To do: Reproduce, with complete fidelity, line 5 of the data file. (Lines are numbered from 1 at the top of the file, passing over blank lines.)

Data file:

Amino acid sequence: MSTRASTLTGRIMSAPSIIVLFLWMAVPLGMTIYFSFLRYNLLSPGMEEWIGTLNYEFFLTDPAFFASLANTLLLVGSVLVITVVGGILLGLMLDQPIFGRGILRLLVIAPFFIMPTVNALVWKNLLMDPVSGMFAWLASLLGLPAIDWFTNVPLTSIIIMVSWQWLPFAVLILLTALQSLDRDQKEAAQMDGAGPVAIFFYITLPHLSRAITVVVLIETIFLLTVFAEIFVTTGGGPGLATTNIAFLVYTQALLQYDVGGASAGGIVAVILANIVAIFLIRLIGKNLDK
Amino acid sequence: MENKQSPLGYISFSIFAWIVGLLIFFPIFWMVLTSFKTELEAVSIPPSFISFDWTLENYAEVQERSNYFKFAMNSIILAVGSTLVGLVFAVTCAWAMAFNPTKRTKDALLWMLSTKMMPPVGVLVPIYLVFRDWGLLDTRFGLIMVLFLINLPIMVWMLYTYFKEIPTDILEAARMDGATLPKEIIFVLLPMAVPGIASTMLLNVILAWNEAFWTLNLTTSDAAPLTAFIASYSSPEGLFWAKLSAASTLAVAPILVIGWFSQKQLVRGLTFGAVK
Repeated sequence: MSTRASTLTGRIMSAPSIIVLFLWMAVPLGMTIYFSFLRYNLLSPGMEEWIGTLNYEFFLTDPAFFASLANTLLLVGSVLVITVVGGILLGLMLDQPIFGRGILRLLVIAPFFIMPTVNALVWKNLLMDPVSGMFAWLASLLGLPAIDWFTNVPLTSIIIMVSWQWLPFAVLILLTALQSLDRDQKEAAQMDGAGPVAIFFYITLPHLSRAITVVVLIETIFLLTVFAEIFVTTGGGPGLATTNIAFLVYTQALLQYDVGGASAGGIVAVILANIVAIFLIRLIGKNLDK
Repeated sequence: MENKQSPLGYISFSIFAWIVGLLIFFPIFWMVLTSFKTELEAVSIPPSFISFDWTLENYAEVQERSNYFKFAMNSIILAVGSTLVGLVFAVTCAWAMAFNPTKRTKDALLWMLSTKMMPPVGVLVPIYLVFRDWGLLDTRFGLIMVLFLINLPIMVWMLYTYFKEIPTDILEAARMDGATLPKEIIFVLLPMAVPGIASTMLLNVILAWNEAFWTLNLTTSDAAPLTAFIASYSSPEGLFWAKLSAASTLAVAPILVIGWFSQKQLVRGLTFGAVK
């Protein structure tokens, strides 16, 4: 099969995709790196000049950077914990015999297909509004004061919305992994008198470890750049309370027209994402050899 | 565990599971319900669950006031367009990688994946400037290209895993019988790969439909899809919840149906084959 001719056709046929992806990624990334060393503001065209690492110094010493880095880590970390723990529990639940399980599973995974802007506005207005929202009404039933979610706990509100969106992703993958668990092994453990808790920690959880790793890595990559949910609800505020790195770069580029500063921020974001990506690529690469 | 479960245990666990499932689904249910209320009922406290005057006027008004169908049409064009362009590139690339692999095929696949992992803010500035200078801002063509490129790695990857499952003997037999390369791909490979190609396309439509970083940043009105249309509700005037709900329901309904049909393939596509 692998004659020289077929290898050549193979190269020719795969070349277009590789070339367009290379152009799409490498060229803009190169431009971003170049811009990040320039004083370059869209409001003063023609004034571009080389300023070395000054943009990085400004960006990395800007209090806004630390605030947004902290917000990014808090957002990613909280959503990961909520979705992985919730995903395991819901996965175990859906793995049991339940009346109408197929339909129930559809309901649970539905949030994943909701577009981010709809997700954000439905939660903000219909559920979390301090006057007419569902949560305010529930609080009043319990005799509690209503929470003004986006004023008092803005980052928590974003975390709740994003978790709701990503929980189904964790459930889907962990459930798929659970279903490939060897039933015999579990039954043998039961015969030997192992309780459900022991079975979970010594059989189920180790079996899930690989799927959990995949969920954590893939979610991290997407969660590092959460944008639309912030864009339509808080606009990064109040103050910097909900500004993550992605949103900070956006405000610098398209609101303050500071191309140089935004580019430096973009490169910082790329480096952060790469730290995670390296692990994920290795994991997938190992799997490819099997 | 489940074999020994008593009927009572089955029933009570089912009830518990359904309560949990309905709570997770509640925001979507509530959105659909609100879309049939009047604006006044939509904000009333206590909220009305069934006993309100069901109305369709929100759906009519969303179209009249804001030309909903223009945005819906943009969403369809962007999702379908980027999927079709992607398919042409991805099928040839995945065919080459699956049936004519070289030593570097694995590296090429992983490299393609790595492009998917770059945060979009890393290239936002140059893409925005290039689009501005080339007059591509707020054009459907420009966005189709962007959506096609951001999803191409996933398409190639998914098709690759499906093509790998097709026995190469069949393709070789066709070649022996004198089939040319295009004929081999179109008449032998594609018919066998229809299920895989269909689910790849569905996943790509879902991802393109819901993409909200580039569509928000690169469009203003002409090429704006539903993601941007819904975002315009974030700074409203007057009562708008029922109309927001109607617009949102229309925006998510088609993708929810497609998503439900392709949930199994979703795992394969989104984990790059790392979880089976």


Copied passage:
């Protein structure tokens, strides 16, 4: 099969995709790196000049950077914990015999297909509004004061919305992994008198470890750049309370027209994402050899 | 565990599971319900669950006031367009990688994946400037290209895993019988790969439909899809919840149906084959 001719056709046929992806990624990334060393503001065209690492110094010493880095880590970390723990529990639940399980599973995974802007506005207005929202009404039933979610706990509100969106992703993958668990092994453990808790920690959880790793890595990559949910609800505020790195770069580029500063921020974001990506690529690469 | 479960245990666990499932689904249910209320009922406290005057006027008004169908049409064009362009590139690339692999095929696949992992803010500035200078801002063509490129790695990857499952003997037999390369791909490979190609396309439509970083940043009105249309509700005037709900329901309904049909393939596509 692998004659020289077929290898050549193979190269020719795969070349277009590789070339367009290379152009799409490498060229803009190169431009971003170049811009990040320039004083370059869209409001003063023609004034571009080389300023070395000054943009990085400004960006990395800007209090806004630390605030947004902290917000990014808090957002990613909280959503990961909520979705992985919730995903395991819901996965175990859906793995049991339940009346109408197929339909129930559809309901649970539905949030994943909701577009981010709809997700954000439905939660903000219909559920979390301090006057007419569902949560305010529930609080009043319990005799509690209503929470003004986006004023008092803005980052928590974003975390709740994003978790709701990503929980189904964790459930889907962990459930798929659970279903490939060897039933015999579990039954043998039961015969030997192992309780459900022991079975979970010594059989189920180790079996899930690989799927959990995949969920954590893939979610991290997407969660590092959460944008639309912030864009339509808080606009990064109040103050910097909900500004993550992605949103900070956006405000610098398209609101303050500071191309140089935004580019430096973009490169910082790329480096952060790469730290995670390296692990994920290795994991997938190992799997490819099997 | 489940074999020994008593009927009572089955029933009570089912009830518990359904309560949990309905709570997770509640925001979507509530959105659909609100879309049939009047604006006044939509904000009333206590909220009305069934006993309100069901109305369709929100759906009519969303179209009249804001030309909903223009945005819906943009969403369809962007999702379908980027999927079709992607398919042409991805099928040839995945065919080459699956049936004519070289030593570097694995590296090429992983490299393609790595492009998917770059945060979009890393290239936002140059893409925005290039689009501005080339007059591509707020054009459907420009966005189709962007959506096609951001999803191409996933398409190639998914098709690759499906093509790998097709026995190469069949393709070789066709070649022996004198089939040319295009004929081999179109008449032998594609018919066998229809299920895989269909689910790849569905996943790509879902991802393109819901993409909200580039569509928000690169469009203003002409090429704006539903993601941007819904975002315009974030700074409203007057009562708008029922109309927001109607617009949102229309925006998510088609993708929810497609998503439900392709949930199994979703795992394969989104984990790059790392979880089976």